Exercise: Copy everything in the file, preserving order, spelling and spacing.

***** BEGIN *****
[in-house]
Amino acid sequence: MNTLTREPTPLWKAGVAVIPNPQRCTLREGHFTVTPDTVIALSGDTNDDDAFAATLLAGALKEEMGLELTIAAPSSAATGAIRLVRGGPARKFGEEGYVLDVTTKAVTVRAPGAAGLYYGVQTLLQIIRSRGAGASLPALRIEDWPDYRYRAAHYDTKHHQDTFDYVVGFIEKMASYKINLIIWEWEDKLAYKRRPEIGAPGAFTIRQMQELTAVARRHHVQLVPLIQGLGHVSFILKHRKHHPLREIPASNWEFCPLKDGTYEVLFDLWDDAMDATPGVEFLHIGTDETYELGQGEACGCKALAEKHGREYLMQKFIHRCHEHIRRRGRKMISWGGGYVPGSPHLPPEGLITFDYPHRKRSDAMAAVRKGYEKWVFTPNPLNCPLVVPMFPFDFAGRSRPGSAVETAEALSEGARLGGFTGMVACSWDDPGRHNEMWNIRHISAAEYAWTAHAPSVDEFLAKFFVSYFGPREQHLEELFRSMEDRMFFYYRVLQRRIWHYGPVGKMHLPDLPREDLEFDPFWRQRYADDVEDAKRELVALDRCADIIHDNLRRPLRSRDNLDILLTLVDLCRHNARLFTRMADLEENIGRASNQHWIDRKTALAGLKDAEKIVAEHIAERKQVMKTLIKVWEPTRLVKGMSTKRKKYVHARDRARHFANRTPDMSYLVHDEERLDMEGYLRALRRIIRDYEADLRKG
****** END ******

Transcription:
[in-house]
Amino acid sequence: MNTLTREPTPLWKAGVAVIPNPQRCTLREGHFTVTPDTVIALSGDTNDDDAFAATLLAGALKEEMGLELTIAAPSSAATGAIRLVRGGPARKFGEEGYVLDVTTKAVTVRAPGAAGLYYGVQTLLQIIRSRGAGASLPALRIEDWPDYRYRAAHYDTKHHQDTFDYVVGFIEKMASYKINLIIWEWEDKLAYKRRPEIGAPGAFTIRQMQELTAVARRHHVQLVPLIQGLGHVSFILKHRKHHPLREIPASNWEFCPLKDGTYEVLFDLWDDAMDATPGVEFLHIGTDETYELGQGEACGCKALAEKHGREYLMQKFIHRCHEHIRRRGRKMISWGGGYVPGSPHLPPEGLITFDYPHRKRSDAMAAVRKGYEKWVFTPNPLNCPLVVPMFPFDFAGRSRPGSAVETAEALSEGARLGGFTGMVACSWDDPGRHNEMWNIRHISAAEYAWTAHAPSVDEFLAKFFVSYFGPREQHLEELFRSMEDRMFFYYRVLQRRIWHYGPVGKMHLPDLPREDLEFDPFWRQRYADDVEDAKRELVALDRCADIIHDNLRRPLRSRDNLDILLTLVDLCRHNARLFTRMADLEENIGRASNQHWIDRKTALAGLKDAEKIVAEHIAERKQVMKTLIKVWEPTRLVKGMSTKRKKYVHARDRARHFANRTPDMSYLVHDEERLDMEGYLRALRRIIRDYEADLRKG